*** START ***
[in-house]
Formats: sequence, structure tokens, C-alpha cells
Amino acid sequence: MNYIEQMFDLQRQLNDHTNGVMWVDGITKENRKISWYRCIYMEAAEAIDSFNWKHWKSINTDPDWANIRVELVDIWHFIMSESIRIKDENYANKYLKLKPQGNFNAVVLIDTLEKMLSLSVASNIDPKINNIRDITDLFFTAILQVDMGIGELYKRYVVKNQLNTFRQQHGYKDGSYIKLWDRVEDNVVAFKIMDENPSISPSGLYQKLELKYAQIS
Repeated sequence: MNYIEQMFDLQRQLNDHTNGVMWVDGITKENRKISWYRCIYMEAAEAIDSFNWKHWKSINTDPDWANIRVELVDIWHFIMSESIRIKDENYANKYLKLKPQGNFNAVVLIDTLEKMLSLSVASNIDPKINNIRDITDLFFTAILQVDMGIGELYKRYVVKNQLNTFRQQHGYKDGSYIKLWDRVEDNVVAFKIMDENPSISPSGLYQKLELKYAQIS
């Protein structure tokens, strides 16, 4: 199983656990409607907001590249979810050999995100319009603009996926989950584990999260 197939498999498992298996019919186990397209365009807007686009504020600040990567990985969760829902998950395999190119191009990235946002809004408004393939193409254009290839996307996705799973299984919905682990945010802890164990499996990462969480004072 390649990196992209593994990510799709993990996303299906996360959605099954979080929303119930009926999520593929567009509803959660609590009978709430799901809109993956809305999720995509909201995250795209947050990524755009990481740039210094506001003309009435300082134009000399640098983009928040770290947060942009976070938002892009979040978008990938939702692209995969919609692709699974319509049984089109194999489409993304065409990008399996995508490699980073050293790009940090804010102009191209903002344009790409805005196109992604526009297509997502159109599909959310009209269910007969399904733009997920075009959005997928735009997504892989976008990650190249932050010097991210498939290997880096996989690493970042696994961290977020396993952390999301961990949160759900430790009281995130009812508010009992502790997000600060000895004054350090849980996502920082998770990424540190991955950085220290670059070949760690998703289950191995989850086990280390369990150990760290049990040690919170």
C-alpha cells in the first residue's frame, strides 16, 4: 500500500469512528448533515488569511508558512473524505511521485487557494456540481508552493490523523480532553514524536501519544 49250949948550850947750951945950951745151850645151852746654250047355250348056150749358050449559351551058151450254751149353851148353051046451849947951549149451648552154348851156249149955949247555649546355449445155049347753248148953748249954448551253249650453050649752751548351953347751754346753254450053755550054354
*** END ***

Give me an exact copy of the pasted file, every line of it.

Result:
[in-house]
Formats: sequence, structure tokens, C-alpha cells
Amino acid sequence: MNYIEQMFDLQRQLNDHTNGVMWVDGITKENRKISWYRCIYMEAAEAIDSFNWKHWKSINTDPDWANIRVELVDIWHFIMSESIRIKDENYANKYLKLKPQGNFNAVVLIDTLEKMLSLSVASNIDPKINNIRDITDLFFTAILQVDMGIGELYKRYVVKNQLNTFRQQHGYKDGSYIKLWDRVEDNVVAFKIMDENPSISPSGLYQKLELKYAQIS
Repeated sequence: MNYIEQMFDLQRQLNDHTNGVMWVDGITKENRKISWYRCIYMEAAEAIDSFNWKHWKSINTDPDWANIRVELVDIWHFIMSESIRIKDENYANKYLKLKPQGNFNAVVLIDTLEKMLSLSVASNIDPKINNIRDITDLFFTAILQVDMGIGELYKRYVVKNQLNTFRQQHGYKDGSYIKLWDRVEDNVVAFKIMDENPSISPSGLYQKLELKYAQIS
């Protein structure tokens, strides 16, 4: 199983656990409607907001590249979810050999995100319009603009996926989950584990999260 197939498999498992298996019919186990397209365009807007686009504020600040990567990985969760829902998950395999190119191009990235946002809004408004393939193409254009290839996307996705799973299984919905682990945010802890164990499996990462969480004072 390649990196992209593994990510799709993990996303299906996360959605099954979080929303119930009926999520593929567009509803959660609590009978709430799901809109993956809305999720995509909201995250795209947050990524755009990481740039210094506001003309009435300082134009000399640098983009928040770290947060942009976070938002892009979040978008990938939702692209995969919609692709699974319509049984089109194999489409993304065409990008399996995508490699980073050293790009940090804010102009191209903002344009790409805005196109992604526009297509997502159109599909959310009209269910007969399904733009997920075009959005997928735009997504892989976008990650190249932050010097991210498939290997880096996989690493970042696994961290977020396993952390999301961990949160759900430790009281995130009812508010009992502790997000600060000895004054350090849980996502920082998770990424540190991955950085220290670059070949760690998703289950191995989850086990280390369990150990760290049990040690919170």
C-alpha cells in the first residue's frame, strides 16, 4: 500500500469512528448533515488569511508558512473524505511521485487557494456540481508552493490523523480532553514524536501519544 49250949948550850947750951945950951745151850645151852746654250047355250348056150749358050449559351551058151450254751149353851148353051046451849947951549149451648552154348851156249149955949247555649546355449445155049347753248148953748249954448551253249650453050649752751548351953347751754346753254450053755550054354